I Am A Work-In-Progress

Keep working, Mr. Bee.

Miles run today: 10

Words written in my novel so far: 53,592

Times I have been wrong: 4.5

You may ask my husband and family: I am never wrong. Well, I mean… mostly never.

Memorable times in history when I have been mistaken:

1. “Pluto and Yugoslavia will always exist as they are today.”– Anne, circa 1987.

2. “I don’t get the big deal about the Information Superhighway. It isn’t going to affect my life in any major way.” –Anne, circa 1992.

3. “I am completely uninterested in sharing my life in a blog.” –Anne, circa 2009.

(The .5 is to encompass any slight oversight in my recollections.)

Please control your gasps, but a sea change occurred recently in my writing life, and I need to confess:

4. I was wrong about being a pantser. Plotting and outlining my novel might be a good idea.

I know. It’s huge.

Much has been made about the plotting vs. pantsing divide in the writing world: some writers prefer to construct detailed outlines of their novels, while other writers write “by the seat of their pants.”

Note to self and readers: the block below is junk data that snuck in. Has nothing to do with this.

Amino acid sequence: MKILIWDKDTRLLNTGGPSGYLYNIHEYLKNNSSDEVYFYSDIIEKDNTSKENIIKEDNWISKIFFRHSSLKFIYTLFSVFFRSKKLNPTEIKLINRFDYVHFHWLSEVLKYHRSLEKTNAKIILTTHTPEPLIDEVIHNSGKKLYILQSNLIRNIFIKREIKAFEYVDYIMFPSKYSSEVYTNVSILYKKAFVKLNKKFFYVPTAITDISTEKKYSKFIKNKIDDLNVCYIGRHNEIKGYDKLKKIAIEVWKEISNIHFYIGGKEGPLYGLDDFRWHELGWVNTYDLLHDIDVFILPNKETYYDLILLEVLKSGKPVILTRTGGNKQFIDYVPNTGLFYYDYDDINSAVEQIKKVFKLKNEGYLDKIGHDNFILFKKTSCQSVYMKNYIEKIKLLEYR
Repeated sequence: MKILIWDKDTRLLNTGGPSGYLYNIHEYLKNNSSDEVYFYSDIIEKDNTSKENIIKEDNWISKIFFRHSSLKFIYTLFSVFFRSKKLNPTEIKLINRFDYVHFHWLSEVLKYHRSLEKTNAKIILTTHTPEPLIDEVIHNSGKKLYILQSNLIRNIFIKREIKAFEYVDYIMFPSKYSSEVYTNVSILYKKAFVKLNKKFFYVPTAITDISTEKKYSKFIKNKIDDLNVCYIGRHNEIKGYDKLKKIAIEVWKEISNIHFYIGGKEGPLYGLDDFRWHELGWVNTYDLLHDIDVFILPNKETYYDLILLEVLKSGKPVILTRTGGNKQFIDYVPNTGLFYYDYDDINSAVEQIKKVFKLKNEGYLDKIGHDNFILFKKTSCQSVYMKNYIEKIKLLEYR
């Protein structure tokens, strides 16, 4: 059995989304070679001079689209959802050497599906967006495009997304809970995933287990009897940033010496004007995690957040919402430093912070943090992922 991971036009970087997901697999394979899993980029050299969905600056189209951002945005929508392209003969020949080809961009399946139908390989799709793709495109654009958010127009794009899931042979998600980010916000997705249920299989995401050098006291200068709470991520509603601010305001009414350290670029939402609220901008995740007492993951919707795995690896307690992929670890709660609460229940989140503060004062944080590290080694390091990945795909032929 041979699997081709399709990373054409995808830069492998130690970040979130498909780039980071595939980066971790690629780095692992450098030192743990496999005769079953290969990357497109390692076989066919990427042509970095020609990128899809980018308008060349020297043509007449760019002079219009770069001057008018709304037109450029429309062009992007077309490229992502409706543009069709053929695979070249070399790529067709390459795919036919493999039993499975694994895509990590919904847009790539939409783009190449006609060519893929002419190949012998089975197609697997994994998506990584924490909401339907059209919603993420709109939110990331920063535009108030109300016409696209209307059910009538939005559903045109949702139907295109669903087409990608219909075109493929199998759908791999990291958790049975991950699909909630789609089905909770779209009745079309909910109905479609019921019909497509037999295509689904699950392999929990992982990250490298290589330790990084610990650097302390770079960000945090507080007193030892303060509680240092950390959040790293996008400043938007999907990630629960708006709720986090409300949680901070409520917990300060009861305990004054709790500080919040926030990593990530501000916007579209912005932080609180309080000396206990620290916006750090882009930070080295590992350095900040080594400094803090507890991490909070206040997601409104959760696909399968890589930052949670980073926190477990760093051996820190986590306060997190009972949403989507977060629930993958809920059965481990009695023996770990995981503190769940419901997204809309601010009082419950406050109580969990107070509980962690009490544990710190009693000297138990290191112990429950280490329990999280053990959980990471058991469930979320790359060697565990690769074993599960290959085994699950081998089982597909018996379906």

I read an excellent blog post by a published author recently, though I can’t find it now to save my life. She said that she had many reservations about outlining… until she got very pressed for time: between caring for young children and rigid deadlines from publishers, something had to give.

She found that by taking a few minutes at the start of each writing session to write out, longhand, the gist of the next couple of chapters, she increased her word count by thousands of words. The result was dramatic and life-changing.

I was resistant to the outlining/plotting process. Like this author, I was afraid that specific, Roman-numeral, English-class-style outlines would stunt my writing, essentially locking me in a 10×10 cell wrapped in blank pages.

I’ve never been fond of formal outlines. They represent everything about school that I disliked, all rules-y and authoritative, judgmental and blocky.

But if you can find a way to make a chapter summary-style outline work for you, it just might change your life. I am finding, not that I’m writing wildly productive, 10,000 word sessions, but that the chapters I am writing have more of a focus.